Photo by Sabelo Mkhabela.

AKA’s Latest Album Has Been Illegally Downloaded More Than 360,000 Times

"Technically, I'm quadruple triple double platinum," says AKA.

AKA's latest album Touch My Blood has been out for more than a month (it dropped on the 15th of June). The album has been downloaded more than 365,674 times on the free file hosting site DataFileHost alone. The numbers are obviously higher. This instance is from one upload. There are also other websites like Fakaza which are popular for making albums available illegally.

TMB went gold (15,000 copies sold) within its first week of release. But the rapper feels these numbers don't add up. In a Twitter rant yesterday, Supa Mega questioned why he has more than 3 million followers on Twitter, but struggles to move serious numbers in album sales.


The rapper went all out marketing what he says is his last album. He encouraged his fans to design the cover of TMB, in the #TouchMyBloodChallenge, a few months prior to release. Then there were billboards hanging over some of Joburg's busiest roads, and then he did a media run prior to release.

Low sales are not an issue that's unique to AKA. His rival Cassper Nyovest, whose three albums have all sold at least platinum (30,000 copies) also has millions of followers across Twitter, Instagram and Facebook, but he has never sold six figures (just like most popular artists in SA). Kwesta has the best-selling hip-hop album of all time in South Africa—his 2016 double album DaKAR II moved an impressive 210,000 copies (7 times platinum).

House music deity Black Coffee, speaking at an event in which he was introducing a new platform for up-and-coming artists yesterday, questioned why mega stars like Brenda Fassie and Zahara have never sold their albums in millions. Just like most of us, the DJ and producer doesn't have the answers.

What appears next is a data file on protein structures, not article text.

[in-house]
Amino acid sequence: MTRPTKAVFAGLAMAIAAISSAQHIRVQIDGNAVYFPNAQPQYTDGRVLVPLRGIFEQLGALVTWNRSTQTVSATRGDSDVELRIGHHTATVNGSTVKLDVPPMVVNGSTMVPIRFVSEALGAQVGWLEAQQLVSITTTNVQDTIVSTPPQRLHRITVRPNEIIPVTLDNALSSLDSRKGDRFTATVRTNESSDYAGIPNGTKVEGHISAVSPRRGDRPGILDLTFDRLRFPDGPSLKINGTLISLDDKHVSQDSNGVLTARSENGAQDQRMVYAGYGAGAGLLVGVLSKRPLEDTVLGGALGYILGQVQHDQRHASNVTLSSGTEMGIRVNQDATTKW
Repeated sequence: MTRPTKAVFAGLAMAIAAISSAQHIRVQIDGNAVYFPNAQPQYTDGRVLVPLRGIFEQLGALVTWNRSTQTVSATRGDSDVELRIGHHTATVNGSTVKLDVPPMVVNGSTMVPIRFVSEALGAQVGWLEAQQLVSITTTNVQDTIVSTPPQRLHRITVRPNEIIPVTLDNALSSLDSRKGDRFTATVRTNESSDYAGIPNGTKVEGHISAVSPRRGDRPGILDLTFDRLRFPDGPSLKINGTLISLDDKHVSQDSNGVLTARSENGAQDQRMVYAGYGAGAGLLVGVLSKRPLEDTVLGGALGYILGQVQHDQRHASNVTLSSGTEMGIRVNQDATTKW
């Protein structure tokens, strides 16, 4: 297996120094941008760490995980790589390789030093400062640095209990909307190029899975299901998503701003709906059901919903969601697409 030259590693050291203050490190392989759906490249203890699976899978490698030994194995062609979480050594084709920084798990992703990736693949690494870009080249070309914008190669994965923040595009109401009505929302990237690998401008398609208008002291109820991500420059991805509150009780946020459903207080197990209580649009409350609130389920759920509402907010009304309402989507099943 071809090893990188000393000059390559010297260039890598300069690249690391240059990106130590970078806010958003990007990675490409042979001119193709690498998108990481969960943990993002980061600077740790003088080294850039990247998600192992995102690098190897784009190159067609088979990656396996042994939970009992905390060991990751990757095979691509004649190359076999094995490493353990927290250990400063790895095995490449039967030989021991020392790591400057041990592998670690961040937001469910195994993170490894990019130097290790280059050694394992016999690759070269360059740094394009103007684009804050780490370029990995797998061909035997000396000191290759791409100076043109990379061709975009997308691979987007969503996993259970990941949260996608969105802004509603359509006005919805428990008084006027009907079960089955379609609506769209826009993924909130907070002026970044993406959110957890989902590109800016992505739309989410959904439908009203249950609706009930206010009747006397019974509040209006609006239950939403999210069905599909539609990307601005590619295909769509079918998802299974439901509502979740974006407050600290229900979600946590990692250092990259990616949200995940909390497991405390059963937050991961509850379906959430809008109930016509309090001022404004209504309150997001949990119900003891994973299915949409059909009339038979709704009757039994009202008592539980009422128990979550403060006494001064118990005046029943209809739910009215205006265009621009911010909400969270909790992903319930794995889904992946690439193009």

So, AKA is not alone in this struggle. There are a lot of factors leading to low sales in South Africa. The most obvious one is, of course, poverty—55.5% of South Africa's population lives below the poverty line; surviving on less than R1000 a month. An album is R100… you do the math.

Supa Mega took a lot of flack from some tweeps who called him out for entitlement, while the Megacy (as his fanbase is known) tweeted pics of their hard copies of Touch My Blood.

Touch My Blood was one of the most anticipated albums of 2018 in South Africa. It featured the likes of OkMalumKoolKat, Yanga Chief, JR, Kiddominant, L-Tido and Stogie T, among others. Revisit our coverage of the album here.

Read: 'Touch My Blood' Is AKA's Most Layered Album

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Photo: Alvin Ukpeh.

The Year Is 2020 & the Future of Nigeria Is the Youth

We discuss the strength in resolve of Nigeria's youth, their use of social media to speak up, and the young digital platforms circumventing the legacy media propaganda machine. We also get first-hand accounts from young creatives on being extorted by SARS and why they believe the protests are so important.

In the midst of a pandemic-rife 2020, the voices of African youth have gotten louder in demand for a better present and future. From structural reforms, women's rights, LGBTQ rights, and derelict states of public service, the youths have amplified their voices via the internet and social media, to cohesively express grievances that would hitherto have been quelled at a whisper.

Nigerian youth have used the internet and social media to create and sustain a loud voice for themselves. The expression of frustration and the calls for change may have started online, but it's having a profound effect on the lives of every Nigerian with each passing day. What started as the twitter hashtag #EndSARS has grown into a nationwide youth revolution led by the people.

Even after the government supposedly disbanded the SARS (Special Anti-Robbery Squad) unit on the 10th of October, young Nigerians have not relented in their demands for better policing. The lack of trust for government promises has kept the youth protesting on the streets and online.

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